Darkest Hour stands apart from more routine historical dramas.
Those who leave their native land and immigrate to another are often, almost by definition, the boldest and most capable, able to imagine a new life for themselves. Arriving in a new land without language or connections, they are likely to be shuttled into low-paying jobs and scorned by the lucky citizens who are already on board. They earn their living by seizing opportunities.
Consider the puppeteer (Jose Rabelo) who is one of the subjects of David Riker's "The City" ("La Ciudad"). He lives in a station wagon with his daughter (Stephanie Viruet). He supports them both by performing Punch and Judy shows for city kids, whose video games must make this entertainment look quaint. His daughter loves to read, is bright and wants to go to school. He tries everything to get her accepted. Every child is guaranteed a place in school, he has been told, but there is a hitch: He needs a receipt for rent or telephone to show where he lives. And of course he lives in a car.
His story is one of four in "The City," a direct, spare, touching film developed by Riker during six years of acting workshops with immigrants in New York City. His characters come from the Spanish-speaking lands to the south, have arrived in New York filled with hope and now are exploited as cheap labor.
The first of his stories, 'Bricks,' is about day laborers. They're hired a truckload at a time to be carted out to a work site, where they're promised $50 a day, only to find out that is a theoretical sum and the job is piecework--15 cents for every brick they chip clean of mortar. A man (Ricardo Cuevas) wants to bring along his boy (Anthony Rivera). "This isn't a day care center," growls the foreman. But if the man is to work, is the boy to wait alone on the streets? There is an accident at the construction site, and we see how expendable these day workers are.
The second story, titled 'Home,' is the most bittersweet because it suggests the possibility of hope, even love. A young man (Cipriano Garcia) arrives in the city from Mexico. He crashes a party and finds himself dancing with a woman (Leticia Herrera) who, wonder of wonders, is from his hometown. He confesses to her: "My whole life is in this bag I am carrying." She responds with sweet formality, "I invite you to my home." They have the promise of happiness. And then, in an O. Henry ending, the man's hand closes on air.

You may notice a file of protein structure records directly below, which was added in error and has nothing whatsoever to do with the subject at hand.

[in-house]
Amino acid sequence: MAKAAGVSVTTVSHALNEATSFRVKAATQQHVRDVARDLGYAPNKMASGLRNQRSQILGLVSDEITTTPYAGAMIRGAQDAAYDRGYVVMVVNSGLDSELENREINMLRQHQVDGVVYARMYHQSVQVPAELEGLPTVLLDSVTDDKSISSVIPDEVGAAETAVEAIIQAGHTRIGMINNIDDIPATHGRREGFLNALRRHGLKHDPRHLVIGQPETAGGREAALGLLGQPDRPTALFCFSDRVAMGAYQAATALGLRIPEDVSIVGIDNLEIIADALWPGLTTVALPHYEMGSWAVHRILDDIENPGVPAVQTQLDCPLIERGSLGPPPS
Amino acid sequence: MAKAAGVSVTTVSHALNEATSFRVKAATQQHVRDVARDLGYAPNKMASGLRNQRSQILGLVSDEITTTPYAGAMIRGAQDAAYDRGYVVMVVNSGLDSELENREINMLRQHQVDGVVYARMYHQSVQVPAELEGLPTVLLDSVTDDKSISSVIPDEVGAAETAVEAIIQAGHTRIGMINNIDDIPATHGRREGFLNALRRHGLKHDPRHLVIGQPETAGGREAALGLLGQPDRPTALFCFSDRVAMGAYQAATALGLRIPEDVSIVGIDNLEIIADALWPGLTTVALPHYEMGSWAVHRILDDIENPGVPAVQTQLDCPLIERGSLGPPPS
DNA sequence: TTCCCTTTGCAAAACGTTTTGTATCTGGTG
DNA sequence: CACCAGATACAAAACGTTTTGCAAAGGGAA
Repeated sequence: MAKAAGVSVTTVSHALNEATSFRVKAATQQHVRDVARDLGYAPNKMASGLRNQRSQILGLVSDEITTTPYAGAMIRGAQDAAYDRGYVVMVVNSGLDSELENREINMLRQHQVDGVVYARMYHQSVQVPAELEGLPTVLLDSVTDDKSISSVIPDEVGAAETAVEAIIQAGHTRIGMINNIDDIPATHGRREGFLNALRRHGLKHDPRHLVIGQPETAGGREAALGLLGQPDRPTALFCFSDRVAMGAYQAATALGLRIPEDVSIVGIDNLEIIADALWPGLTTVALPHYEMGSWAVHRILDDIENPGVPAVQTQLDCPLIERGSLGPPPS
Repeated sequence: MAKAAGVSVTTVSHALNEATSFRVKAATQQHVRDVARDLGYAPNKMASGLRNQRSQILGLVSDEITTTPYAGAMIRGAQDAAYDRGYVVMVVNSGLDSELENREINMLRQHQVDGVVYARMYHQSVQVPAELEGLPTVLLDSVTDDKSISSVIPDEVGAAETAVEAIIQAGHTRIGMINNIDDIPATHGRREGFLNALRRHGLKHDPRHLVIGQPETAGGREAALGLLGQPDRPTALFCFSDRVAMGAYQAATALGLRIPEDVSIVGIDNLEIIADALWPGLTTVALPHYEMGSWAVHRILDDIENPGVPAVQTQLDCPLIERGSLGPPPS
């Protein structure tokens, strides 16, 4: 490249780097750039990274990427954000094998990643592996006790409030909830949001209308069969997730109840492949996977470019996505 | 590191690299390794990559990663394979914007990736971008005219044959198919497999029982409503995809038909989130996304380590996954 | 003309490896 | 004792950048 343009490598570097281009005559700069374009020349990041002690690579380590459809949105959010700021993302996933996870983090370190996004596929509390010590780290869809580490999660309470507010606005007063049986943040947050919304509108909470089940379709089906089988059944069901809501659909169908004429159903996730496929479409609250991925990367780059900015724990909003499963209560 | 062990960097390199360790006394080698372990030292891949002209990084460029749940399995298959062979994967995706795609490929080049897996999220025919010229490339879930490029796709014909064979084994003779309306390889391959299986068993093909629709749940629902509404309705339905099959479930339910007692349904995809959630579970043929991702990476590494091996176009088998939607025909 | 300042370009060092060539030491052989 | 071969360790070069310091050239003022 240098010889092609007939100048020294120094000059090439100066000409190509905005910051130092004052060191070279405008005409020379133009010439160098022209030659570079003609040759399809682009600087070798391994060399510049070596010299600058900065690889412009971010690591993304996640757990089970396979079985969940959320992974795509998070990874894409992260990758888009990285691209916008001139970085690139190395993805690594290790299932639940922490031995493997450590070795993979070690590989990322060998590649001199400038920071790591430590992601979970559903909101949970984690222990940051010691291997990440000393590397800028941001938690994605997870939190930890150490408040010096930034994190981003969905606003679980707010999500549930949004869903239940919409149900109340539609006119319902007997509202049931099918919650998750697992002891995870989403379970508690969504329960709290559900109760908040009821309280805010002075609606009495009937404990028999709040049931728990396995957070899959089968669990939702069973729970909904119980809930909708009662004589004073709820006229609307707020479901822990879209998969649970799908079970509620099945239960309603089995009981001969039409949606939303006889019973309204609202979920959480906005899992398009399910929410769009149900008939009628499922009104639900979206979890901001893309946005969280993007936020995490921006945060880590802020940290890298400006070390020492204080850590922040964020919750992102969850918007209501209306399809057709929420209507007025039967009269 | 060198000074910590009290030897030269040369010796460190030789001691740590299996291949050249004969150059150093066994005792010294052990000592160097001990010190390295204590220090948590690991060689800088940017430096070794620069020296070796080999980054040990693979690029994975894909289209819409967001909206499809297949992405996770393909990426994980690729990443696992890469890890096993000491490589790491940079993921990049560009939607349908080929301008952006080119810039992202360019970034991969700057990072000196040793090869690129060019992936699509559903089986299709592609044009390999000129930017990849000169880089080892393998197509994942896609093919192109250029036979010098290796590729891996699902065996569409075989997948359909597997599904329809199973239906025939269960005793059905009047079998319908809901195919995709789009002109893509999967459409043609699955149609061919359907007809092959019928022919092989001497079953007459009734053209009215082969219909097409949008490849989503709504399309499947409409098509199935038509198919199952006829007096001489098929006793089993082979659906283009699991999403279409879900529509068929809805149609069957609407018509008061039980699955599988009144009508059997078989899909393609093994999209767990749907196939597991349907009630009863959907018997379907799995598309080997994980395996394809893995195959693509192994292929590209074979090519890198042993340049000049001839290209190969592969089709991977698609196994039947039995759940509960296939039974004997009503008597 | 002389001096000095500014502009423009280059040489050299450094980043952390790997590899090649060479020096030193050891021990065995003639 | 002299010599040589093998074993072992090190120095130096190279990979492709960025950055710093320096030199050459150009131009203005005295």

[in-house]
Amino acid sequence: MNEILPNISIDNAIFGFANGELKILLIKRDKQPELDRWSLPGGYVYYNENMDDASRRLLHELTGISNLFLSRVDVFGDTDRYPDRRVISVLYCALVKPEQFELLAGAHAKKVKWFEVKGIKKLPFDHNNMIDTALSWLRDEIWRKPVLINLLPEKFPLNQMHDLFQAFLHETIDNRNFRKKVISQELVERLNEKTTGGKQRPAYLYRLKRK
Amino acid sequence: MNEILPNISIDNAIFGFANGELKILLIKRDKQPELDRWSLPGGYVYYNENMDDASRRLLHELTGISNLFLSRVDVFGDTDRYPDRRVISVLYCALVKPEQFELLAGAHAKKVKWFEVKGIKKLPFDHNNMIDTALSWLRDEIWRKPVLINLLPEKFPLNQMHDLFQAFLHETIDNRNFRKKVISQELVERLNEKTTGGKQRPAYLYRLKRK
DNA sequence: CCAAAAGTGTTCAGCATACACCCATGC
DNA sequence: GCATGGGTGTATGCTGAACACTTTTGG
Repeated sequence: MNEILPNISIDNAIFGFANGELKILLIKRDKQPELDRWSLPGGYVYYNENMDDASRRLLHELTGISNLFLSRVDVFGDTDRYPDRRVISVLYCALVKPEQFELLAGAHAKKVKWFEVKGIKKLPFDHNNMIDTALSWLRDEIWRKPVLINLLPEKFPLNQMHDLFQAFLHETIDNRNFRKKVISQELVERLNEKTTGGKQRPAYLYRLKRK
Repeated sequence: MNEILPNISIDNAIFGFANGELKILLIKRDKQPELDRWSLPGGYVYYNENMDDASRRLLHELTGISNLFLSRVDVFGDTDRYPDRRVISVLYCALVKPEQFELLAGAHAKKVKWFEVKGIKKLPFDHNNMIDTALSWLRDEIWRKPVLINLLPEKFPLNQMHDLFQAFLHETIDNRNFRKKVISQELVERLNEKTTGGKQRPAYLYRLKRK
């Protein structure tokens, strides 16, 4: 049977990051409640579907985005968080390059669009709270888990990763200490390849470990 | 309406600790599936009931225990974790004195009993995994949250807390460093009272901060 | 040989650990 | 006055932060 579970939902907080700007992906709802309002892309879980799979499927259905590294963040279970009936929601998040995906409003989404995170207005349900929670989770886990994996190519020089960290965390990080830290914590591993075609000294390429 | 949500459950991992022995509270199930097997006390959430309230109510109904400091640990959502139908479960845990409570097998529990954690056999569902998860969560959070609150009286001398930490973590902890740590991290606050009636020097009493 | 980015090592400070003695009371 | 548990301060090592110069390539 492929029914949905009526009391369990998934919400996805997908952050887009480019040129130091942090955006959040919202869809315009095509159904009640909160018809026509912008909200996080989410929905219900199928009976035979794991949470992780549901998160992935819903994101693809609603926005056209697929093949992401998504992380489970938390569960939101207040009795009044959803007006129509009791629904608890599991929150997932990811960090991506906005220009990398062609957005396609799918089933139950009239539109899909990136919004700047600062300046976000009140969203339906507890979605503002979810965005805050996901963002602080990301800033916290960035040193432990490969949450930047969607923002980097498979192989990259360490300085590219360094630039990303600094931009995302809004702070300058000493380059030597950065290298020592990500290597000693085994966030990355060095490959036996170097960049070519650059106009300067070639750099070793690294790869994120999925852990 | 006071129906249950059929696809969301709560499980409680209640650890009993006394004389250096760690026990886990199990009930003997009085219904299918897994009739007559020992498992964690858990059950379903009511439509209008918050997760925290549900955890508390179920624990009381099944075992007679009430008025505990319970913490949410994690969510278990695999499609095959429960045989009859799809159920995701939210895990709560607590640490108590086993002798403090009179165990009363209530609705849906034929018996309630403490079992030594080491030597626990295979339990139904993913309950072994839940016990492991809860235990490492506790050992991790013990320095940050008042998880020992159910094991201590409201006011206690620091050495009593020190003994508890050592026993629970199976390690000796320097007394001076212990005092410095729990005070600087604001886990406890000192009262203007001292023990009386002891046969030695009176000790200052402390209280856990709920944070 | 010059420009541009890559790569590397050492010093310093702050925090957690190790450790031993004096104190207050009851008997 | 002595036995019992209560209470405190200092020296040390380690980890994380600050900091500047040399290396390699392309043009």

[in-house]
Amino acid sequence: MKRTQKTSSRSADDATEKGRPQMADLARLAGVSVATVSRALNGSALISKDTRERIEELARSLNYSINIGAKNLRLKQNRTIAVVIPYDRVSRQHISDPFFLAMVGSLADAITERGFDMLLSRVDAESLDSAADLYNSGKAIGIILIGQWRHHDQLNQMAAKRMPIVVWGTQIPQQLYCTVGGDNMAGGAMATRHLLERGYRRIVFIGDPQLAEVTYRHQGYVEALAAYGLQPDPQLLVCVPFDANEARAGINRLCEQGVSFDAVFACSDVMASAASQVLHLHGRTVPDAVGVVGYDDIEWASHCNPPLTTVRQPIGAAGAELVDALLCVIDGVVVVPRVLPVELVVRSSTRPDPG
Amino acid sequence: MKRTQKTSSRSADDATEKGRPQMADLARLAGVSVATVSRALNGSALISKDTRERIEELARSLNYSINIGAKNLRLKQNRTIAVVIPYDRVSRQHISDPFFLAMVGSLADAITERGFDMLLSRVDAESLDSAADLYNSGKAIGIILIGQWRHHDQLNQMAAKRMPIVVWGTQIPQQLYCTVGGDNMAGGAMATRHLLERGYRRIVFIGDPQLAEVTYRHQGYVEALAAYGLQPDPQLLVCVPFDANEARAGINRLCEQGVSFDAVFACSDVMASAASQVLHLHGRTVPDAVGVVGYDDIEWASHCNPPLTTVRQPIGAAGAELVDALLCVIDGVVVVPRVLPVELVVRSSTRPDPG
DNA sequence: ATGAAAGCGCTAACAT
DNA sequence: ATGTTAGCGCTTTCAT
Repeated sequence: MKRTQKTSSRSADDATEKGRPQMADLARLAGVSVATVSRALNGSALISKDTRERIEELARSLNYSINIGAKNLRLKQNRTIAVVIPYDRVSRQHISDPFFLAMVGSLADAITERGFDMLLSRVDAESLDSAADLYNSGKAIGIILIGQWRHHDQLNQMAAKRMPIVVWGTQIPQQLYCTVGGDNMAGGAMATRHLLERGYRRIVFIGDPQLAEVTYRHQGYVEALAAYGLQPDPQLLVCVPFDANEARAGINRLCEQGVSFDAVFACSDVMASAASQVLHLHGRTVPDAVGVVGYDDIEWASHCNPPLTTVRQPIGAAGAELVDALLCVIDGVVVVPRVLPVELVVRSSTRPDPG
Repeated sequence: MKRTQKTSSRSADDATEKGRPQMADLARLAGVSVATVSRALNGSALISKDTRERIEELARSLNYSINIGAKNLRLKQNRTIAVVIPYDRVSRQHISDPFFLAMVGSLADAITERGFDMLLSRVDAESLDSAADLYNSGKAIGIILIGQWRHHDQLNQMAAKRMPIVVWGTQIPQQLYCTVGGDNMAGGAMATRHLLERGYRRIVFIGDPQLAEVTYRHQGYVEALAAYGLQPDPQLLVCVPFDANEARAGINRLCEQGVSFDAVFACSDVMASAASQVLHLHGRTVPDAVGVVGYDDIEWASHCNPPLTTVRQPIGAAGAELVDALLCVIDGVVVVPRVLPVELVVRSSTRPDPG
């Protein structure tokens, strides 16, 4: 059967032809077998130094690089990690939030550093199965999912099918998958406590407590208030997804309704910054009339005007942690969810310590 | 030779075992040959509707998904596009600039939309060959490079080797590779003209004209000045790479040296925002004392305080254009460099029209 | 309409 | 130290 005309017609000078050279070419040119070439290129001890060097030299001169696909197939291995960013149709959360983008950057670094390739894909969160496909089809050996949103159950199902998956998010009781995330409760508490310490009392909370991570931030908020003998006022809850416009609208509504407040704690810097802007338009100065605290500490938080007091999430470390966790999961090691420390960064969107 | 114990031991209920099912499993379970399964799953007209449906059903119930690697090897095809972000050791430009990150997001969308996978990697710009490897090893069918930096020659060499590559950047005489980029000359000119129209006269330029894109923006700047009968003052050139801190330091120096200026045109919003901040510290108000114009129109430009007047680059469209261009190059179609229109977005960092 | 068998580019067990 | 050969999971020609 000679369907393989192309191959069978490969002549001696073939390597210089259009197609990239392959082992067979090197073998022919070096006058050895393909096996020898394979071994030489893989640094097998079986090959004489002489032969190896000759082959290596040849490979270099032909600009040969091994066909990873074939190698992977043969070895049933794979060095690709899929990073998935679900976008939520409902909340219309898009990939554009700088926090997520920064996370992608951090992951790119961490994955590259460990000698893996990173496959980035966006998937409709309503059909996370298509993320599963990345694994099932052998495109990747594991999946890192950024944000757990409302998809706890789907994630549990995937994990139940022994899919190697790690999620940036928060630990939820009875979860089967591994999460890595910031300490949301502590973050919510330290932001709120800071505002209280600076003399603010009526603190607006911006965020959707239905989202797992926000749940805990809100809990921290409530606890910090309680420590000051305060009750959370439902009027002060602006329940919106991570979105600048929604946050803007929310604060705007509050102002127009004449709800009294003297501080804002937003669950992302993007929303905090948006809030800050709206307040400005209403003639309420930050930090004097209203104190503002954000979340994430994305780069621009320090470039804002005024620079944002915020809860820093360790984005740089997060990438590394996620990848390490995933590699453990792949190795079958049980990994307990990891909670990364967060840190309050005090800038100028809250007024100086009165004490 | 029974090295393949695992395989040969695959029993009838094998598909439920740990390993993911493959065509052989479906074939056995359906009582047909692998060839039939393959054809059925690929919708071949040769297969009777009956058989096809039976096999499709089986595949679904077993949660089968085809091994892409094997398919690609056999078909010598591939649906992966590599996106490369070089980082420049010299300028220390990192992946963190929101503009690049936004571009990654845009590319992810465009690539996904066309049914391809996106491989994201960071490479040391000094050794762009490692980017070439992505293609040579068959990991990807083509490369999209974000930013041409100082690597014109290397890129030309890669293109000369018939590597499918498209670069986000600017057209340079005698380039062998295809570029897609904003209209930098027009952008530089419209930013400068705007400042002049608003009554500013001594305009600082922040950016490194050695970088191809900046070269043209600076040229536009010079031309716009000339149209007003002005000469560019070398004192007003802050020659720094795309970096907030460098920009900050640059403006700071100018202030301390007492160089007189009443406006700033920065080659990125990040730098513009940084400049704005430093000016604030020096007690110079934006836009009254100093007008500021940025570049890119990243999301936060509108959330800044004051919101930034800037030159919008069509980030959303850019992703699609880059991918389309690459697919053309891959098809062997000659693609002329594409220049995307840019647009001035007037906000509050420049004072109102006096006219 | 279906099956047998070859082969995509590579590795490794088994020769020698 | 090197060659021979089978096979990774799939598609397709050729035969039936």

'Seamstress,' the final story, is about a woman (Silvia Goiz) who has left her village and country to earn money to buy medicine for a sick child. Now she works in a sweatshop where no wages have been paid for weeks--and when she asks for her pay, she is fired. The other workers listen silently and glance out of the corners of their eyes. They have no job security, and they need this work desperately; will they express solidarity with her? The Italian neorealists Rossellini and DeSica believed that everyone could play at least one role in a movie--himself. The movie camera is an effortless recorder of authenticity (it does just as well when exposing the false), and in "The City" we sense in the faces and voices of the performers an experience shared at first hand. Their stories may be fictional but their knowledge of them is true. The film is in black and white, as it must be; these spare outlines would lose so much power in color. Riker does an interesting thing with his writing: He never quite closes a story. The open endings are a way of showing that these lives continue from one trouble to another, without happy endings.
I saw this film at its first public screening, at the 1998 Toronto Film Festival. Finally it is making its way around the country, at venues like the Film Center at the School of the Art Institute of Chicago. It is a film that would have great power for Spanish-speaking working people, who of course are unlikely to find it at the Film Center. Eventually on television, it may find a broader audience. It gives faces to the faceless and is not easily forgotten.
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